Peters as A Personal Magnet
Jeef Peters has been engaged in as many schemes for making money as there are recipes for cooking rice in Charleston, S.C.
Best of all I like to hear him tell of his earlier days when he sold liniments and cough cures on street corners, living hand to mouth, heart to heart, with the people, throwing heads or tails with fortune for his last coin.
I struck Fisher Hill, Arkansaw, said he, in a buckskin suit, moccasins, long hair and a thirty-carat diamond ring that I got from an actor in Texarkana. I dont know what he ever did with the pocket-knife I swapped him for it.
I was Dr. Waugh-hoo, the celebrated Indian medicine man. I carried only one best bet just then, and that was Resurrection Bitters. It was made of life-giving plants and herbs accidentally discovered by Ta- qua-la, the beautiful wife of the chief of the Choctaw Nation, while gathering truck to garnish a platter of boiled dog for the annual corn dance.
Business hadnt been good at the last town, so I only had five dollars. I went to the Fisher Hill druggist and he credited me for half a gross of eight-ounce bottles and corks. I had the labels and ingredients in my valise, left over from the last town. Life began to look rosy again after I got in my hotel room with the water running from the tap, and the Resurrection Bitters lining up on the table by the dozen.
Fake? No, sir. There was two dollars worth of fluid extract of cinchona and a dimes worth of aniline in that half-gross of bitters. Ive gone through towns years afterwards and had folks ask for em again.
I hired a wagon that night and commenced selling the bitters on Main Street. Fisher Hill was a low, malarial town; and a compound hypothetical pneumocardiac anti-scorbutic tonic was just what I diagnosed the crowd as needing. The bitters started off like sweetbreads-on-toast at a vegetarian dinner. I had sold two dozen at fifty cents apiece when I felt somebody pull my coat tail. I knew what that meant; so I climbed down and sneaked a five-dollar bill into the hand of a man with a German silver star on his lapel.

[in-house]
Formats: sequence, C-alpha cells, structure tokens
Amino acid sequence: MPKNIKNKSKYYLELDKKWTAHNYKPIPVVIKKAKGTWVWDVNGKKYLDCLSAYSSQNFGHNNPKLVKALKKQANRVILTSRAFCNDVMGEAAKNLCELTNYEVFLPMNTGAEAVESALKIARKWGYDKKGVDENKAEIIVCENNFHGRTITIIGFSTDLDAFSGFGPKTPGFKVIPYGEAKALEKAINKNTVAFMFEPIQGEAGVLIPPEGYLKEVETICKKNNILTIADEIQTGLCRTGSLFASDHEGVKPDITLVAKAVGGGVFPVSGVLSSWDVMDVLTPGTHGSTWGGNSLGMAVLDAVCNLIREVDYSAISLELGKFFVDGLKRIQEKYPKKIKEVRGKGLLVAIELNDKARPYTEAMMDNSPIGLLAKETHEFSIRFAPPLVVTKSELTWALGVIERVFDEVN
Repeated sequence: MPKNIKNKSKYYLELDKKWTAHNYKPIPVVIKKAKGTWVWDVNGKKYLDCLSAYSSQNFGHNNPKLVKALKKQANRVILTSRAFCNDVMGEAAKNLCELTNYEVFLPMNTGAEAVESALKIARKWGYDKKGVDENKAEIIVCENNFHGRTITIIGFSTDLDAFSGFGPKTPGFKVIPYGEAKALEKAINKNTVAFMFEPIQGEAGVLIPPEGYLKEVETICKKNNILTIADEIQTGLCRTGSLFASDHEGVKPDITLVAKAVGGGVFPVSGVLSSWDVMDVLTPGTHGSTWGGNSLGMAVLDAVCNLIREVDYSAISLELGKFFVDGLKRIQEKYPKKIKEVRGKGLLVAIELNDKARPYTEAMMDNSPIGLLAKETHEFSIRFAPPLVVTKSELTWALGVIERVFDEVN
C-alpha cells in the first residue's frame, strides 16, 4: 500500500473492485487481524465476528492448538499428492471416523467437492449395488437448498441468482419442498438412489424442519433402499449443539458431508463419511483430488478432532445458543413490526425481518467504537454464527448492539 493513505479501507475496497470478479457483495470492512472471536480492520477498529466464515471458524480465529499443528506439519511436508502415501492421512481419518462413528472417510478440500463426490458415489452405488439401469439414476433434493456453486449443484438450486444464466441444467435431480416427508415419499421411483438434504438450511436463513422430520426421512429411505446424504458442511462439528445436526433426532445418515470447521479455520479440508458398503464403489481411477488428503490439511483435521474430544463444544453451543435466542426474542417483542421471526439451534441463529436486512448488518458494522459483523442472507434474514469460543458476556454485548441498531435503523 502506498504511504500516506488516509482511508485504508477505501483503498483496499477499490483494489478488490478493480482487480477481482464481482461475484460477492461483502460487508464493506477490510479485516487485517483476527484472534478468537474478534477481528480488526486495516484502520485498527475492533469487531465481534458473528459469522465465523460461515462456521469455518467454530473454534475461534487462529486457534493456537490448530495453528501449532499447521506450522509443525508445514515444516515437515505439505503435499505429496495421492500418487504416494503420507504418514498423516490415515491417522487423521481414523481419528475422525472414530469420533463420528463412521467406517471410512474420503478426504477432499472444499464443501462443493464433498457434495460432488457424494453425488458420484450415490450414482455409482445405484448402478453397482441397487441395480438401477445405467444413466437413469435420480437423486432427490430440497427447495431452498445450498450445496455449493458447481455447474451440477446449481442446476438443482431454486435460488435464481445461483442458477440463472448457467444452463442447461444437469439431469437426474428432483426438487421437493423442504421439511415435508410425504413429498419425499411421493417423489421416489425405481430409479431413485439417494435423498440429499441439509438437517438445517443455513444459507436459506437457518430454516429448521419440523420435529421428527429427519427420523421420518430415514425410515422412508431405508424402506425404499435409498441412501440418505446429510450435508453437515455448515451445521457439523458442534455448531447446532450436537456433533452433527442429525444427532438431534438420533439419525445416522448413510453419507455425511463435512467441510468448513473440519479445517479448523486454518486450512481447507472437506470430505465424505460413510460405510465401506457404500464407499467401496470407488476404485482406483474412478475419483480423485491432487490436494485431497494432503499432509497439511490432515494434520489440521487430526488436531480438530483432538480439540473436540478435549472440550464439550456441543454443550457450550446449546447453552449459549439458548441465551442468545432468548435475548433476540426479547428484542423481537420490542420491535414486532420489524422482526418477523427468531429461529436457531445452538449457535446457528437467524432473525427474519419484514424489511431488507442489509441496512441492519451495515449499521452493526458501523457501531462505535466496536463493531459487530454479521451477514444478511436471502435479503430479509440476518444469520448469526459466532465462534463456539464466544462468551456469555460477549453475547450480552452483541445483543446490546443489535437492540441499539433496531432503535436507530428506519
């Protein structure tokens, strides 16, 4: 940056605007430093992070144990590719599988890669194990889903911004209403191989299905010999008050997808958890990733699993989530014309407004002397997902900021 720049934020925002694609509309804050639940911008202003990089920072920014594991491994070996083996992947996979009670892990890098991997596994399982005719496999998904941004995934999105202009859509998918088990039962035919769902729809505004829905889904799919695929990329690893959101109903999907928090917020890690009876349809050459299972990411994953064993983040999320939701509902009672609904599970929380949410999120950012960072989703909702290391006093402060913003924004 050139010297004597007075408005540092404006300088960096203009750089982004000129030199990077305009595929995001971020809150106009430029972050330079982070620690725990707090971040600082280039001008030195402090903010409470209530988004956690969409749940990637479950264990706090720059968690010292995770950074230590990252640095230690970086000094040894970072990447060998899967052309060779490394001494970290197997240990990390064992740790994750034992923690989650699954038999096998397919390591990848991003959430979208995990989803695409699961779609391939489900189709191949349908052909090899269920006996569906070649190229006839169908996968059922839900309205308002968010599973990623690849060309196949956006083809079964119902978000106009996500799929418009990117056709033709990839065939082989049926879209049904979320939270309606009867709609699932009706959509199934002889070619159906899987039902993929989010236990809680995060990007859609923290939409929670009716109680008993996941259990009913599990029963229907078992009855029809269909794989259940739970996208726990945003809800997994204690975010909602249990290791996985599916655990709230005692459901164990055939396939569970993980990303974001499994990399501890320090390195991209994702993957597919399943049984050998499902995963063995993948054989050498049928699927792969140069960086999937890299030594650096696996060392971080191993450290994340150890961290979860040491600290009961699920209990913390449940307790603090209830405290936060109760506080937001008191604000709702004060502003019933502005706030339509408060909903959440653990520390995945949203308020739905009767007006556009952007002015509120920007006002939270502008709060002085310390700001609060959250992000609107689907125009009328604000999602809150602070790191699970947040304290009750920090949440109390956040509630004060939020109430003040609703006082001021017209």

Constable, says I, its a fine night.
Have you got a city licence, he asks, to sell this illegitimate essence of spooju that you flatter by the name of medicine?
I have not, says I. I didnt know you had a city. If I can find it to-morrow Ill take one out if its necessary.
Ill have to close you up till you do, says the constable.
I quit selling and went back to the hotel. I was talking to the landlord about it.
Oh, you wont stand no show in Fisher Hill, says he. Dr. Hoskins, the only doctor here, is a brother- in-law of the Mayor, and they wont allow no fake doctor to practise in town.
I dont practise medicine, says I, Ive got a State pedlars licence, and I take out a city one wherever they demand it.
I went to the Mayors office the next morning and they told me he hadnt showed up yet. They didnt know when hed be down. So Doc Waughhoo hunches down again in a hotel chair and lights a jimpson- weed regalia, and waits.
By and by a young man in a blue neck-tie slips into the chair next to me and asks the time.
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